The "King of Rock" style is a style used within hip-hop, where the rappers share lines within a verse or words within a line. I have chosen to name it after Run-DMC's 1985 song "King of Rock" because it is a style heavily associated with Run-DMC, and this song is one of the best examples. There are probably earlier examples of the style, however.
While duos and groups are common in hip-hop, the usual technique that they use is to alternate verses on a song. The connection is that the rappers are reciting rhymes around a common theme. Of course, since many hip-hop songs are free association, the connection might be tenuous. In fact, because the rappers aren't interacting with each other, they can phone in their performances, literally or figuratively. The "King of Rock" style instead, has the rappers interacting with each other, producing a heightened emotional energy as they rush to complete each other's sentences. It is an effect that I like, but which I don't know is used very much on modern hip-hop recordings.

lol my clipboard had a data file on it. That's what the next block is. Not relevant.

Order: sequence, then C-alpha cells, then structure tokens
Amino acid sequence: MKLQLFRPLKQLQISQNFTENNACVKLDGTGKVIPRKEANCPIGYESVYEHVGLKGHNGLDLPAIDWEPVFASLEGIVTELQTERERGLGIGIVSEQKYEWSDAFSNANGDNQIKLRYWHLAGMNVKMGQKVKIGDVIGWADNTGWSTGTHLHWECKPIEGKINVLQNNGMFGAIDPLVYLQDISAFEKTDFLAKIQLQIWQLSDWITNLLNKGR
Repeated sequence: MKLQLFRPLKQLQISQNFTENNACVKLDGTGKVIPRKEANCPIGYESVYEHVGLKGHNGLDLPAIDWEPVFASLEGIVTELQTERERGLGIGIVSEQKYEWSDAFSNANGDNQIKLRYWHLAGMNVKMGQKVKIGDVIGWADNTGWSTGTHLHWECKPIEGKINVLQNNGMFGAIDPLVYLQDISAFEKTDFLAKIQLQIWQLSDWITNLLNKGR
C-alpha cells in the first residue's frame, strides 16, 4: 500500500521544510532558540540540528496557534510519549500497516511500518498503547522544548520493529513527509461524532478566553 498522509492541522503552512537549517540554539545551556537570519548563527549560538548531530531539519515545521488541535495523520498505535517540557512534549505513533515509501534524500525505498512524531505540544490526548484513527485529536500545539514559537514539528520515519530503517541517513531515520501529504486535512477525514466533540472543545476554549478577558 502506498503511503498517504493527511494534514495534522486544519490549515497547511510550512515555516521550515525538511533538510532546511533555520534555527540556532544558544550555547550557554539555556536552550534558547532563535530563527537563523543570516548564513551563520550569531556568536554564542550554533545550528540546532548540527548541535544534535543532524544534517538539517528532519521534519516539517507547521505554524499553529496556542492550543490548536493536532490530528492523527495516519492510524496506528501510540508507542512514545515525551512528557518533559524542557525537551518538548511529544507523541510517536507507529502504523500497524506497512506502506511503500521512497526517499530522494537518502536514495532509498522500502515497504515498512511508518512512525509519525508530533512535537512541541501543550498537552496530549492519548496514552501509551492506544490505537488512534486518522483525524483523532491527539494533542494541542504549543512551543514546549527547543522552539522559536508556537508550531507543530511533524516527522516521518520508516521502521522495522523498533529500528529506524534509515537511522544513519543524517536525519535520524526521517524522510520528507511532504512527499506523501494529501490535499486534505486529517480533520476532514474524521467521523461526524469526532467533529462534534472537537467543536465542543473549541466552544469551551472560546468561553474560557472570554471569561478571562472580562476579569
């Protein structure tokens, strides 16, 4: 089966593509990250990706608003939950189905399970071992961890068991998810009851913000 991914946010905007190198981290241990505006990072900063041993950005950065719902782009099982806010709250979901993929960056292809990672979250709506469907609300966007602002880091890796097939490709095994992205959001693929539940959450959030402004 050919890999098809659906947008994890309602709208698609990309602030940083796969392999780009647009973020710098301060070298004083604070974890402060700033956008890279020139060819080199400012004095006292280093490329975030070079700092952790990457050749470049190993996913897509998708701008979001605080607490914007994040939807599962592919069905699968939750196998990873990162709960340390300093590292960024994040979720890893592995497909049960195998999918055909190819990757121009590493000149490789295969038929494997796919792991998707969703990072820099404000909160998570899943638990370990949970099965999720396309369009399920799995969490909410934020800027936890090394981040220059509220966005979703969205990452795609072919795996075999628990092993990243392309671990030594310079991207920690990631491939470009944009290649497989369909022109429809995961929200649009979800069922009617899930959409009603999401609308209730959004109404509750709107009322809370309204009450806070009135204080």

I don't know why it is not used much. I have heard examples of the style used both as a high energy, shouted party rap (such as on "King of Rock" itself, and in a softer, lyrical form (on Hieroglyphics "Mics of the Roundtable"), so it is not just a matter of hip-hop becoming more sophisticated. I would actually say that the reason for its decline may just be laziness, since getting it to sound right involves more careful technical and artistic collaboration between the artists, producer and engineers than simply recording verses separately and laying them down on a track. I also think it is interesting that some of the best examples I know come from Run-DMC, Hieroglyphics and the Wu-Tang Clan, groups whose connection goes back to childhood, and who have an intuitive ability to act together. In other words, as a style, it might not be able to be learned, but simple grown into.